The National University of Singapore (NUS), a leading research institution in Asia, wanted to enhance its learning management system but faced the challenge of having to analyze enormous volumes of multiple types of data. To gain better insight
into students’ online behavior, the university implemented a Big Data solution based on Microsoft SQL Server 2012 Enterprise. As a result, NUS can quickly analyse multiple terabytes of information and design more targeted applications and services. The university
has cut reporting time from two weeks to less than a day with built-in business intelligence (BI) tools, and it has better support overall for advancing its innovative model of education.
With 37,000 students from more than 100 countries, the National University of Singapore (NUS) is one of Asia’s leading research institutions. Like many universities today, NUS has a significant online presence and places a strong emphasis on using technology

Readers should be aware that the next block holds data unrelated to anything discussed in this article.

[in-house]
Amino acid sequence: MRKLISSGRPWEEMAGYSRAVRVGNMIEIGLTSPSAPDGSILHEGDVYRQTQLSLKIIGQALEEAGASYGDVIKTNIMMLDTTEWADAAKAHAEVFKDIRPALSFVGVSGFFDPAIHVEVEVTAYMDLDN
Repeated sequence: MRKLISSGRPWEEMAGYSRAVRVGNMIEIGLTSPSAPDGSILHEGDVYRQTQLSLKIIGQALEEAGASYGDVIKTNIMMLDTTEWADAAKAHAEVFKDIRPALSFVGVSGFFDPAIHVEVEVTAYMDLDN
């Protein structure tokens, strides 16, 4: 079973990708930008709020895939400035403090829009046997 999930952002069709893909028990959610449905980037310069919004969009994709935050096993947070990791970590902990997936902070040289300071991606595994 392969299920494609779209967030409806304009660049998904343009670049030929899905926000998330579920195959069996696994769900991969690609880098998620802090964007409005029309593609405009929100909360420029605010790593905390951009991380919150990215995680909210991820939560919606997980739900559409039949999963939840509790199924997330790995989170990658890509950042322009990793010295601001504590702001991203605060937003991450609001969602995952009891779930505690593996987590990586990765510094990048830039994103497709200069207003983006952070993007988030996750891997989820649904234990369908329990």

to further education. For example, its web-based learning management system hosts 90 percent of the university’s academic modules. NUS wanted to improve the user experience for students, but to meet that goal it needed better BI tools.
The university’s Center for Instructional Technology (CIT) manages the learning management system, called the Integrated Virtual Learning Environment (IVLE). The center wanted to look at the click-stream data generated by students using resources such as
chat rooms, discussion forums, and files, but the sheer volume of information was daunting. “Exploring the data was almost impossible with our existing tools,” says Jeffrey Tay, Associate Director of the Center for Instructional Technology at the National
University of Singapore. “We’re talking about five terabytes of information and approximately two billion records.”
The center needed a Big Data solution that would not only provide insight into large data sets, but also offer easy-to-use reporting capabilities.